Medical professionals from the military have arrived in Los Angeles County to reinforce the ranks of two hospitals.
The Department of Defense sent the Air Force teams last week to Los Angeles County-USC and Harbor-UCLA medical centers, said Brian Ferguson, a spokesperson for the Governor's Office of Emergency Services.
The move aims to shore up staff as the hospitals battle the COVID-19 pandemic. Ferguson said state authorities requested the support through the Federal Emergency Management Agency. The teams were then directed to hospitals struggling with staffing, supplies and capacity, he said.
"They may have medical personnel who themselves have tested positive, or they're short staffed.… Some of our hospitals are facing scenarios where their staff numbers are depleted or they're facing surges in the number of cases they're treating," he said. "It's basically to provide surge staffing to hospitals in need."
Ferguson declined to share specific information about the status of the two hospitals, but said the OES constantly monitors both facilities.
Six more hospitals across the state recently received military medical professionals: Adventist Health Lodi Memorial in Lodi, Eisenhower Medical Center in Rancho Mirage, Kaweah Delta Medical Center in Visalia, Adventist Health Hanford in Hanford, Dameron Hospital in Stockton and Community Regional Medical Center in Fresno.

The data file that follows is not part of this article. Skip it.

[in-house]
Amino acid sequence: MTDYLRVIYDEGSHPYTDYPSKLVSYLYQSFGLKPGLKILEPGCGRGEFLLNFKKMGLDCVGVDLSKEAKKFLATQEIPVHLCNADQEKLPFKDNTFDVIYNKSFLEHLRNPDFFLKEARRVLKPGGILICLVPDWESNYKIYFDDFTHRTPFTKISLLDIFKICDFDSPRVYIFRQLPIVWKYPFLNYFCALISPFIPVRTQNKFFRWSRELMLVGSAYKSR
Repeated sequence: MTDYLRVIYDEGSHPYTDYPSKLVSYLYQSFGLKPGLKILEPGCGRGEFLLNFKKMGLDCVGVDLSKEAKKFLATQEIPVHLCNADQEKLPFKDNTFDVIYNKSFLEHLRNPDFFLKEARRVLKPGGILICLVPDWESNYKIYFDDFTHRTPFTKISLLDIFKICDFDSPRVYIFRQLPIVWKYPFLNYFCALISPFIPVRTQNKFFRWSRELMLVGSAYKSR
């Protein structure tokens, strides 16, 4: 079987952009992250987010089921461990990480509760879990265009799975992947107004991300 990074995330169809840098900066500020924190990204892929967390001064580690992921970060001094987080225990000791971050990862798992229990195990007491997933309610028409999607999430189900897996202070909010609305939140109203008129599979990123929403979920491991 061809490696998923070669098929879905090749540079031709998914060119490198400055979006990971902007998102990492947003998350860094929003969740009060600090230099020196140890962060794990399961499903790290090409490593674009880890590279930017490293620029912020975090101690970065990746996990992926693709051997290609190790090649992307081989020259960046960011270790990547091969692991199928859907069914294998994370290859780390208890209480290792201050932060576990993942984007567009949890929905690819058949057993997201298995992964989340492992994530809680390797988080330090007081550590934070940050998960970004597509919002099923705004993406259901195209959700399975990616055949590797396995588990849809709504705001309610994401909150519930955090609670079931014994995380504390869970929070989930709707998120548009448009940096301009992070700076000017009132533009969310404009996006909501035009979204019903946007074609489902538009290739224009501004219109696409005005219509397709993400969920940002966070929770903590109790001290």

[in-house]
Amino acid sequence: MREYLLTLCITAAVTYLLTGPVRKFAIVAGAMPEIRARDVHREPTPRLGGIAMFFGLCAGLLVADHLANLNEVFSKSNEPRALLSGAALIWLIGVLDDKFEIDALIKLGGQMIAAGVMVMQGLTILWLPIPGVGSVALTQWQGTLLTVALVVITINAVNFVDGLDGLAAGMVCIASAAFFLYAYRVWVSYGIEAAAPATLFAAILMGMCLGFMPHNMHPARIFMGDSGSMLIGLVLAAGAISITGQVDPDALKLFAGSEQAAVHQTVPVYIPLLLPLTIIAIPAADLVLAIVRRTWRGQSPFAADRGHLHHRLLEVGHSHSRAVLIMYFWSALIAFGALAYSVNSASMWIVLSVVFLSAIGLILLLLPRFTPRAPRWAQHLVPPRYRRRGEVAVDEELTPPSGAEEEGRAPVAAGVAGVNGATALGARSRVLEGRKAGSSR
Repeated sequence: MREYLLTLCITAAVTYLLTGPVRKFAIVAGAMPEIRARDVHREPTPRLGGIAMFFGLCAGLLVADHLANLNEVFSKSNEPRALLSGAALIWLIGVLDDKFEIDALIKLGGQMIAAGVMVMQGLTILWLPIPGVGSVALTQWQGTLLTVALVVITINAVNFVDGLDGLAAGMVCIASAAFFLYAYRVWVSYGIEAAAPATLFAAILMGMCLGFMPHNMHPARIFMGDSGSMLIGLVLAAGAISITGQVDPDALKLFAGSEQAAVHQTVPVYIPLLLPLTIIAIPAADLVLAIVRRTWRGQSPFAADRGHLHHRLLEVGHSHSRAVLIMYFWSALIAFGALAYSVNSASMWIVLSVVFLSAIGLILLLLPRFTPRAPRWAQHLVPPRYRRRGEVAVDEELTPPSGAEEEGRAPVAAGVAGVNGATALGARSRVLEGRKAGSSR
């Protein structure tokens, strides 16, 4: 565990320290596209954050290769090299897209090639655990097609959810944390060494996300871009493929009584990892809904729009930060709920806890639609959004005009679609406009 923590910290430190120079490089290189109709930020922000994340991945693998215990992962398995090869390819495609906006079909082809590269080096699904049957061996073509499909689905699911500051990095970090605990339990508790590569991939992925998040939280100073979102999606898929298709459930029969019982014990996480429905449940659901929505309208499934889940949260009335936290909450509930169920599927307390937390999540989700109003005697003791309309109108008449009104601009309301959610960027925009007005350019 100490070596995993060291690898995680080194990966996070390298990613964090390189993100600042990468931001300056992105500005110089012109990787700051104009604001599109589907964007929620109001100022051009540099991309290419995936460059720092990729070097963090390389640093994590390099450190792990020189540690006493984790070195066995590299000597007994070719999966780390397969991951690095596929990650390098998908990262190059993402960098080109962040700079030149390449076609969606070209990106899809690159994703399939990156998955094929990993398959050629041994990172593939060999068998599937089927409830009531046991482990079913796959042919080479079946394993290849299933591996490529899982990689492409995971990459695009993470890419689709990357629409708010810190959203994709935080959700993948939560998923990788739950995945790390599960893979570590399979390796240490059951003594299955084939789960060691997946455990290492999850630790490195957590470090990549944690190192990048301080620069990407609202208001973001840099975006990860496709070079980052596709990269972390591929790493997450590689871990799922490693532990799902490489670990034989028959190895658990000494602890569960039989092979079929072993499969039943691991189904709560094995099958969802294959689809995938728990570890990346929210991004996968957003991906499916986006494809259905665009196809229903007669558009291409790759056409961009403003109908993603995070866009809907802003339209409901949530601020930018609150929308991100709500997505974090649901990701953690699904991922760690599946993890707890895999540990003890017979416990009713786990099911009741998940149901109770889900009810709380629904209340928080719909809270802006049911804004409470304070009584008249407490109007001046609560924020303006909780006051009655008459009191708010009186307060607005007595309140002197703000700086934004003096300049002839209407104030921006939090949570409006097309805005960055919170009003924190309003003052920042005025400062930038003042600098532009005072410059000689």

In total, Ferguson said, the deployment sent 190 medical professionals to California hospitals.
Spokespeople from Los Angeles County-USC Medical Center and Harbor-UCLA confirmed the arrival of military teams through identical email statements. They wrote that the teams arrived Friday "and will be used to support operation of hospital critical care units amidst growing COVID-19 hospitalizations."
The hospitals' statements said the teams are typically deployed for 30 days. Ferguson said the state could submit an extension, if necessary.
He said the arrival of medical teams proves California has learned how to work with and benefit from federal emergency response authorities through the experience of wildfires and other critical situations.
"When we have gaps or needs, we're able to get those filled by the federal government," Ferguson added.
This fill-in will help the state's hard-stretched medical workers.
"Allowing our doctors, nurses, other medical professionals to have additional support is an important part of the work that we're doing," Ferguson said.
Los Angeles County reported 2,011 new COVID-19 cases and 15 additional deaths Monday. Data released Sunday reported that 2,051 coronavirus patients were hospitalized across the county, 596 of which were said to be in intensive care. The county Department of Public Health described the data as incomplete "due to delays in the state electronic lab reporting system," and said the numbers were probably underreported.
This article is written by Jake Sheridan from The Los Angeles Times and was legally licensed via the Tribune Content Agency through the NewsCred publisher network. Please direct all licensing questions to email@example.com.